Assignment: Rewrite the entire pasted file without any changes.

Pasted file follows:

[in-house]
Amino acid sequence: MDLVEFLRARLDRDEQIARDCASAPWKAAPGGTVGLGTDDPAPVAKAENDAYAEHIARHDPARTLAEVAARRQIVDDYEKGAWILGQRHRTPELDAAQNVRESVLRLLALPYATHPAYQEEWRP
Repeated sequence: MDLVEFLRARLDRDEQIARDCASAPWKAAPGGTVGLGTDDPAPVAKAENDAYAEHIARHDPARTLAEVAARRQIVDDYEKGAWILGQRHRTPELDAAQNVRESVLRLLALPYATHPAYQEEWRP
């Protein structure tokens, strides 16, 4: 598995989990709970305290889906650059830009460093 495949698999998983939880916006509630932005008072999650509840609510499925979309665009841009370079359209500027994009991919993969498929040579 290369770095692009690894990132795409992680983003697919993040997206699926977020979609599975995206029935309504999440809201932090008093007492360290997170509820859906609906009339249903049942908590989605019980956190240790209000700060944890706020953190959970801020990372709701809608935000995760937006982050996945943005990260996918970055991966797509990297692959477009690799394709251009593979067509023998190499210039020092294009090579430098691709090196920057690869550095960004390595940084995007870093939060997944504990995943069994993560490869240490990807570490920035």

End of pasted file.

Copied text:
[in-house]
Amino acid sequence: MDLVEFLRARLDRDEQIARDCASAPWKAAPGGTVGLGTDDPAPVAKAENDAYAEHIARHDPARTLAEVAARRQIVDDYEKGAWILGQRHRTPELDAAQNVRESVLRLLALPYATHPAYQEEWRP
Repeated sequence: MDLVEFLRARLDRDEQIARDCASAPWKAAPGGTVGLGTDDPAPVAKAENDAYAEHIARHDPARTLAEVAARRQIVDDYEKGAWILGQRHRTPELDAAQNVRESVLRLLALPYATHPAYQEEWRP
């Protein structure tokens, strides 16, 4: 598995989990709970305290889906650059830009460093 495949698999998983939880916006509630932005008072999650509840609510499925979309665009841009370079359209500027994009991919993969498929040579 290369770095692009690894990132795409992680983003697919993040997206699926977020979609599975995206029935309504999440809201932090008093007492360290997170509820859906609906009339249903049942908590989605019980956190240790209000700060944890706020953190959970801020990372709701809608935000995760937006982050996945943005990260996918970055991966797509990297692959477009690799394709251009593979067509023998190499210039020092294009090579430098691709090196920057690869550095960004390595940084995007870093939060997944504990995943069994993560490869240490990807570490920035």